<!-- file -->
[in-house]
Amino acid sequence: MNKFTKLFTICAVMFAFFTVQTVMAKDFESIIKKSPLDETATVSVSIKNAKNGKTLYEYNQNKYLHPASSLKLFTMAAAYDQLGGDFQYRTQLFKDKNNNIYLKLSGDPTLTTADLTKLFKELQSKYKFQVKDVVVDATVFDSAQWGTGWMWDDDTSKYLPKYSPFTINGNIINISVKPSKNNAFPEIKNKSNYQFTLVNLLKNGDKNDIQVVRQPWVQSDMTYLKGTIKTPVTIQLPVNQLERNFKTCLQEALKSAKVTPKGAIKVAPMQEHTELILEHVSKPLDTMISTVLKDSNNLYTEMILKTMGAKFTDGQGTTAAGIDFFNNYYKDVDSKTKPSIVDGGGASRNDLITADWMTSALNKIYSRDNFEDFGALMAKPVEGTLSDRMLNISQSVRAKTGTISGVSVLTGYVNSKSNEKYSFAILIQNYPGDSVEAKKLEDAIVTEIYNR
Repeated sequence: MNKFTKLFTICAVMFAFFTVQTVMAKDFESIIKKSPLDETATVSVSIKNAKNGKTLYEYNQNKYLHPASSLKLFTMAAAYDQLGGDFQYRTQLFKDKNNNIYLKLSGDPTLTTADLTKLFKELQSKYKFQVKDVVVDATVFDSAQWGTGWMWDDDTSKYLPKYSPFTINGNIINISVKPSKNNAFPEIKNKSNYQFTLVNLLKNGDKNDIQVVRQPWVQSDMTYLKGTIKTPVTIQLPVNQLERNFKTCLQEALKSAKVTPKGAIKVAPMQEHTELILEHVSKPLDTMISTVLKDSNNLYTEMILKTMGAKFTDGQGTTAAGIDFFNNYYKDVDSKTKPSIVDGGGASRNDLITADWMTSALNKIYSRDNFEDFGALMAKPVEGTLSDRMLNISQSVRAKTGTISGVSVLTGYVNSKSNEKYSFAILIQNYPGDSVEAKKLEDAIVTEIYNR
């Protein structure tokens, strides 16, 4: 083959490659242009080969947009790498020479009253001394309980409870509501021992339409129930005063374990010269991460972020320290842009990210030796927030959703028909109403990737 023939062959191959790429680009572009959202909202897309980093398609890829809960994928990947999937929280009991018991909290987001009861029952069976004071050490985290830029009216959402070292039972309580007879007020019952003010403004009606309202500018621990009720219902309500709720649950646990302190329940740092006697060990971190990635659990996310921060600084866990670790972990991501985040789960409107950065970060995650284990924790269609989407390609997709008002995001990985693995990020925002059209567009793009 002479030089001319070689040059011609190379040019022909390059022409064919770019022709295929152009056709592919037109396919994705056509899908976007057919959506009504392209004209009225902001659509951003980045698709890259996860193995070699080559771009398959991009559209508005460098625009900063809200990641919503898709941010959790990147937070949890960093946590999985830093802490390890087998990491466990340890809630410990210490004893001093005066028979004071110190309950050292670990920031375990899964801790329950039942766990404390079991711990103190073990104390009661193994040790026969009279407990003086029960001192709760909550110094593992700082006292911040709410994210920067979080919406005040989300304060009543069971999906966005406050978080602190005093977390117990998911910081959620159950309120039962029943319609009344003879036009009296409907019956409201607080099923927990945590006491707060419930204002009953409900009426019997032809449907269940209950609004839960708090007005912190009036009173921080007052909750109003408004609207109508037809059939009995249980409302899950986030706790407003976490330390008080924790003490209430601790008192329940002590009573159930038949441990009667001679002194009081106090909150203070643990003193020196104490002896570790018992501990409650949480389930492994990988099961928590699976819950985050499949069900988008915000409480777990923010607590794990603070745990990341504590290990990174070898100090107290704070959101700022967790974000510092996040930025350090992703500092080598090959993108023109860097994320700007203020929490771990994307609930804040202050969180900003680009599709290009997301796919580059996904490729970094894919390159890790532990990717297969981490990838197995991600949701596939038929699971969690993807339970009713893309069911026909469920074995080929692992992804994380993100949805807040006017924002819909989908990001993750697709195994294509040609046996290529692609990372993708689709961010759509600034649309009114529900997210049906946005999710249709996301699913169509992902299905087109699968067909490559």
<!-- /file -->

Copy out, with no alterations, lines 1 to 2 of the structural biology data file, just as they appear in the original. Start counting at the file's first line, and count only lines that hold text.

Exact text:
[in-house]
Amino acid sequence: MNKFTKLFTICAVMFAFFTVQTVMAKDFESIIKKSPLDETATVSVSIKNAKNGKTLYEYNQNKYLHPASSLKLFTMAAAYDQLGGDFQYRTQLFKDKNNNIYLKLSGDPTLTTADLTKLFKELQSKYKFQVKDVVVDATVFDSAQWGTGWMWDDDTSKYLPKYSPFTINGNIINISVKPSKNNAFPEIKNKSNYQFTLVNLLKNGDKNDIQVVRQPWVQSDMTYLKGTIKTPVTIQLPVNQLERNFKTCLQEALKSAKVTPKGAIKVAPMQEHTELILEHVSKPLDTMISTVLKDSNNLYTEMILKTMGAKFTDGQGTTAAGIDFFNNYYKDVDSKTKPSIVDGGGASRNDLITADWMTSALNKIYSRDNFEDFGALMAKPVEGTLSDRMLNISQSVRAKTGTISGVSVLTGYVNSKSNEKYSFAILIQNYPGDSVEAKKLEDAIVTEIYNR